BLM Planning 2.0

roan Plateau

The Bureau of Land Management (BLM) has prepared a proposed rule (known as Planning 2.0) to change how it manages federal lands and how it writes and implements Resource Management Plans. The Board of County Commissioners (the Board) is concerned that this effort represents a paradigm shift by the BLM away from localized decision making in favor or broader planning efforts at a landscape scale across geographic regions and political boundaries thereby reducing the voice of local governments and their ability to meaningfully participate in the process.

With over 62% of the County consisting of lands owned and managed by the federal government, Garfield County and the larger region continue to be largely dependent on the BLM’s multiple use and sustained yield provisions established and required under Federal Land Policy and Management Act of 1976 (FLPMA). Specifically, these public lands have sustained the livelihoods of our County and region by providing opportunities for livestock grazing, recreation, energy development and mining that are foundational cornerstones to our local, regional and state economies. Consequently, the manner in which the BLM manages public land, and Garfield County’s ability to meaningfully participate in the development of BLM land use programs, regulations, and decisions, is extremely important.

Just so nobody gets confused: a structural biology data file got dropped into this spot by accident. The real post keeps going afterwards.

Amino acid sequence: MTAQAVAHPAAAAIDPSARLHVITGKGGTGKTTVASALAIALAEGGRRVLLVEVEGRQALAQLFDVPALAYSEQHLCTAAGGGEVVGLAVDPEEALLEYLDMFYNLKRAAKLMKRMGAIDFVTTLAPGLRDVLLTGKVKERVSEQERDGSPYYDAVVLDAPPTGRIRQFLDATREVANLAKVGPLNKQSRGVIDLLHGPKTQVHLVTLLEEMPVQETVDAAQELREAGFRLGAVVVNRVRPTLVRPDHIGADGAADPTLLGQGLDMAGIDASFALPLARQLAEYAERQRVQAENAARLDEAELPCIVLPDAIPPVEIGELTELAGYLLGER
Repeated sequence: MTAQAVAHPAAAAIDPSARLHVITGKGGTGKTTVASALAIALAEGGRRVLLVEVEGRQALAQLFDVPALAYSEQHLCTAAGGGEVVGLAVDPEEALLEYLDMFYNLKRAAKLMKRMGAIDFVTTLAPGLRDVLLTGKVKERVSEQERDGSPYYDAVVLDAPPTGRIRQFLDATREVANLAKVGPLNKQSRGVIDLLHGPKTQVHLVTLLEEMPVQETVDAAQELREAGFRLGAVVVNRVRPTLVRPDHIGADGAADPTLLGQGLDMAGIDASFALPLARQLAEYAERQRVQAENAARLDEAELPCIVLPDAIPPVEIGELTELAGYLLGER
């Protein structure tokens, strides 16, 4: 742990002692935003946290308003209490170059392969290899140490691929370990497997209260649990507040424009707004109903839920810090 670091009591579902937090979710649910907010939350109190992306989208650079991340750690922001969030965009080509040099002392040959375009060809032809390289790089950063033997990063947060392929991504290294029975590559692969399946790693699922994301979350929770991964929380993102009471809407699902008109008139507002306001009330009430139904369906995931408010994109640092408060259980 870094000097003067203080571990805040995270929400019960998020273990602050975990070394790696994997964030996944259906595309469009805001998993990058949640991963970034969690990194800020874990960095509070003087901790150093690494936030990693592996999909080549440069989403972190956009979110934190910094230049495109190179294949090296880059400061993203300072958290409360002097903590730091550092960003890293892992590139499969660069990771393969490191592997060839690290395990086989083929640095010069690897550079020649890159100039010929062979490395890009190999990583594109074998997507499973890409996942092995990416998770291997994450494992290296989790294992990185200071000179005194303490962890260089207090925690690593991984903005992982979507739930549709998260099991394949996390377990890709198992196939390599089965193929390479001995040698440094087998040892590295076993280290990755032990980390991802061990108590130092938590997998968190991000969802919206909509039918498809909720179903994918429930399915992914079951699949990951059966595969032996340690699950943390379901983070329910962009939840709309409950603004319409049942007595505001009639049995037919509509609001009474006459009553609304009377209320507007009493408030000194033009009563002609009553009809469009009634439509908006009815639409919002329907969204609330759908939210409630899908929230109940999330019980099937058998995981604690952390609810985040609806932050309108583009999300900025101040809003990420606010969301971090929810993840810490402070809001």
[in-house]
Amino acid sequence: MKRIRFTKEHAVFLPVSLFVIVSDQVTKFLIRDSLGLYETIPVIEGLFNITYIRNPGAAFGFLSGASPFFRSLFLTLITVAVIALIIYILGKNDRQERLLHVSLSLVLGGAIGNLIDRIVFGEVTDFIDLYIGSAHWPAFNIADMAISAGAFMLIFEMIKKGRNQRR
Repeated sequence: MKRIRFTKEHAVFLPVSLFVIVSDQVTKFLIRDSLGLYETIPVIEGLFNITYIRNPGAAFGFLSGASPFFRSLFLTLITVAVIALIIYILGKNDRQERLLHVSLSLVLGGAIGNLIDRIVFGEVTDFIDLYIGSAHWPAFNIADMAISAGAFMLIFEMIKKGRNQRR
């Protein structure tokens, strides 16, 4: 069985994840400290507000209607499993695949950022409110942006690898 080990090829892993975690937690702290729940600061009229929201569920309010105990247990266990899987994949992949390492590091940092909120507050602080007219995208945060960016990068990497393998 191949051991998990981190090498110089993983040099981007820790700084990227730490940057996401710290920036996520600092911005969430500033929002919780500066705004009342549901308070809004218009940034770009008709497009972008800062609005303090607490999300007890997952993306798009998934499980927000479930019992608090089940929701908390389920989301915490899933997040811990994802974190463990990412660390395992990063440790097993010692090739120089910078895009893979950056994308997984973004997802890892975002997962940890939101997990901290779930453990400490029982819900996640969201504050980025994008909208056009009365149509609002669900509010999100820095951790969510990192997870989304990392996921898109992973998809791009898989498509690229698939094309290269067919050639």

On Monday, May 16th, the Board approved and filed their formal comments with the BLM which include a cover letter from the Board highlighting key and broad sweeping concerns with two detailed sets of formal comments prepared by federal land policy attorneys, Rebecca Watson and Norm James on behalf of Garfield County. These comments work though finer details for the basis of FLPMA and where the BLM is required to coordinate and ensure consistency with local government rules and policies; further, they lay out the legal and practical architecture for the fundamental flaw that the BLM should not have applied a Categorical Exclusion to avert the National Environmental Policy Act (NEPA). In summary, the Board raises the following key concerns regarding the proposed rule:

  1. The BLM has elected to apply a Categorical Exclusion to the proposed rules rather than adhering to the requirement of an in-depth environmental analysis required by the National Environmental Policy Act (NEPA).
  2. The proposed rule diminishes the role of local governments in federal land use planning by diluting the FLPMA requirements for “coordination” and “consistency” with local governments;
  3. The proposed rule changes the direction in FLPMA to consider local impacts in favor of “landscape,” national and international concerns;
  4. The proposed rule changes the emphasis for the rules on “multiple use and sustained yield,” “principal and major uses” and impacts to “local economies” to ecosystem services, conservation and economies “at scale”;
  5. The proposed rule negatively impacts the BLM’s already reduced capacity to do work on the ground;
  6. The proposed rule increases the potential for litigation over plan objectives; and
  7. The proposed rule invites bias in data quality in the planning assessment and monitoring phases of planning.